The Beeper Cacophony

Do you like to poke people and write upon their walls? How about twittering by yourself in a dark corner? Then, this story is for you. Award0winning journalist and satirist Walter Brasch looks at how thumbs became the most improtant part of teh human body.

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Twitter for Nonprofits?

When Nightline covers a topic, it's safe to say it's hit the mainstream.  Therefore, Twitter, on Nightline this past Wednesday has reached the public consciousness, albeit tepidly.

Even Nightline seems to have misgivings.  While one host, Terry Moran has amassed a very respectable following of 28,617 people (as of this writing) on Twitter, Martin Bashir seemed proud to announce that he doesn't Twitter.  Despite his apparent antipathy, Twitter has racked up six million users as measured by Complete.com, a website that follows such things.

Taking a step back to explain, Twitter is a micro-blogging platform.  Users publish very short missives, of up to 140 characters, and these are displayed for other users who have signed up to receive them.  You can "tweet," as it's called, from twitter.com, from your cellphone, and applications on your computer.  (Here's a guide to get started if you're interested.)

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In Defense of Twitter

Cross-posted to Mike's blog!

Andrew Sullivan recently linked to some bloggers who don't like Twitter. Now, Twitter is a social networking platform, but, unlike Google and Facebook, I have no problem with Twitter, so I am going to defend it here.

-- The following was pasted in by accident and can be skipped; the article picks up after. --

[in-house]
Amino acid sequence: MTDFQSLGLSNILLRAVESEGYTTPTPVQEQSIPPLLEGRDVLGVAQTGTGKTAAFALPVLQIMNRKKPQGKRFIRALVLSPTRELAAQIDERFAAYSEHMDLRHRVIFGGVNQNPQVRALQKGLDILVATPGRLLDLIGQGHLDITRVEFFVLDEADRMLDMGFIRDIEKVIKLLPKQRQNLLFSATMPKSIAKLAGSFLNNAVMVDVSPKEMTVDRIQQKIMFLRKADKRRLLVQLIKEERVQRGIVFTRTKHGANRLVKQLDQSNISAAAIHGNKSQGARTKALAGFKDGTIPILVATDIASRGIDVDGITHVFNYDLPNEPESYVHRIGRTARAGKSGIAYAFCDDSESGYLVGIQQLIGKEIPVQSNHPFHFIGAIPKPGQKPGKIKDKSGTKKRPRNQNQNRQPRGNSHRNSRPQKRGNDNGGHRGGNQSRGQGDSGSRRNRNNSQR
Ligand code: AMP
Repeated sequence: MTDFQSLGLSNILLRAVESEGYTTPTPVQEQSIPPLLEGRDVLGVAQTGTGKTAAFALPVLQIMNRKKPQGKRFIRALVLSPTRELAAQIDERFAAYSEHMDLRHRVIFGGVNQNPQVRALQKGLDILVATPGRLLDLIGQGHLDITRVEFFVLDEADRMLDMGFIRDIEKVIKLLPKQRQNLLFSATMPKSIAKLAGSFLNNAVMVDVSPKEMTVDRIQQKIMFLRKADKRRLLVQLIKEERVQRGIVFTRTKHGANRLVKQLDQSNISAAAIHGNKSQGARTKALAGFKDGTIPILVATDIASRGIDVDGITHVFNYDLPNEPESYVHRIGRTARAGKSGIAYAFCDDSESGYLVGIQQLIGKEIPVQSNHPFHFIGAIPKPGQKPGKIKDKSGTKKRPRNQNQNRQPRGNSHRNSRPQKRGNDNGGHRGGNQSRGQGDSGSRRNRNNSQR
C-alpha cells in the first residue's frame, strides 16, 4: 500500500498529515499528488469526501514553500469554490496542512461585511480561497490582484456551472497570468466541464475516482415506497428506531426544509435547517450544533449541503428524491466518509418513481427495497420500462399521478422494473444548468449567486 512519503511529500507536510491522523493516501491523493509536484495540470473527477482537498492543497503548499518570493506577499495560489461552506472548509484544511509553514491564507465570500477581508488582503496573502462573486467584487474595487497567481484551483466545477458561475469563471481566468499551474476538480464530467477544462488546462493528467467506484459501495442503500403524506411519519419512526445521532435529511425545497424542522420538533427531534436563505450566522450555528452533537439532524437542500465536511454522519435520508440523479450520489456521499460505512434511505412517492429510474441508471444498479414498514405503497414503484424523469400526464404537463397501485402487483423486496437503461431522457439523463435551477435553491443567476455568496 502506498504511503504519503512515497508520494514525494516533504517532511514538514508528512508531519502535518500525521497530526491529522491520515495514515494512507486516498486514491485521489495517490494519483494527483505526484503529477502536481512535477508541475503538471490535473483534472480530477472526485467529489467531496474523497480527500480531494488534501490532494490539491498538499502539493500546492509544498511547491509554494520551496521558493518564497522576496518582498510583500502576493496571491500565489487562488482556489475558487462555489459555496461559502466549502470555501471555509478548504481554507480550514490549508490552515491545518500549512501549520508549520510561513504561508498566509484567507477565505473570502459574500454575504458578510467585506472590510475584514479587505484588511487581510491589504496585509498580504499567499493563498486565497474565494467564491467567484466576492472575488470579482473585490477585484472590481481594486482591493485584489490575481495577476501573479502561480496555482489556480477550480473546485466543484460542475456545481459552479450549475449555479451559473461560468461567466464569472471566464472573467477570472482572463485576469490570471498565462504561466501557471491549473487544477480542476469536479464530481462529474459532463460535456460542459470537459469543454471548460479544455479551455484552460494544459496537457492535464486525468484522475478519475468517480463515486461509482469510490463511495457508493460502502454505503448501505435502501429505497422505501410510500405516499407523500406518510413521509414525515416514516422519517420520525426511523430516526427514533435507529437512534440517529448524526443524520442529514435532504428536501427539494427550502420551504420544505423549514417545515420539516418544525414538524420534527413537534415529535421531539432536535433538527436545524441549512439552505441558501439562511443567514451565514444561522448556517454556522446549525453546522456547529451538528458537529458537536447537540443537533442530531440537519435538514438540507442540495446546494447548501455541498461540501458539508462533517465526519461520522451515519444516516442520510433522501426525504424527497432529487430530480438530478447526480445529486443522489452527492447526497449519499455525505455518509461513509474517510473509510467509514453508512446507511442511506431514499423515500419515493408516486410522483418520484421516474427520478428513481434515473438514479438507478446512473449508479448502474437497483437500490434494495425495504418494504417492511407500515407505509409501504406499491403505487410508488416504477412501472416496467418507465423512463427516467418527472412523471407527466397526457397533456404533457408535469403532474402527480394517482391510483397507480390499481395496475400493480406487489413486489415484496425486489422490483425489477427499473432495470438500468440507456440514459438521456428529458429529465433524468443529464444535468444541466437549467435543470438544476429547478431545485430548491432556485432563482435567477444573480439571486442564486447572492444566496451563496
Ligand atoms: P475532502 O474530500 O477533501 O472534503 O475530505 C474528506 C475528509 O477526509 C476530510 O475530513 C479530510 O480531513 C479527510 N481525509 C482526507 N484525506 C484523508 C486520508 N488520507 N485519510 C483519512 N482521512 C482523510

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Presidential candidates on Twitter... suck

Joe Trippi recently observed on Twitter that both Obama and Clinton have fairly lame presences there. Both seem to be recycling standard issue campaign schedule material, example from @barackobama:

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Twitter and the Cowardice of Sarah Palin

Originally posted at Cagle.

When I joined Twitter in July 2006 I was the 3,365th person to sign up for the 140-character message streaming social network. Now, with more than 190 million users having taken the plunge, I guess you could call me an early adopter of sorts.

See, I've always believed that the Internet -- and by extension new online tools like Twitter -- have the ability to create change because it levels the political playing field tearing down walls that have traditionally separated the powerless and the powerful.

It turns out I may have been wrong -- at least when it comes to a certain half-termer from Alaska.

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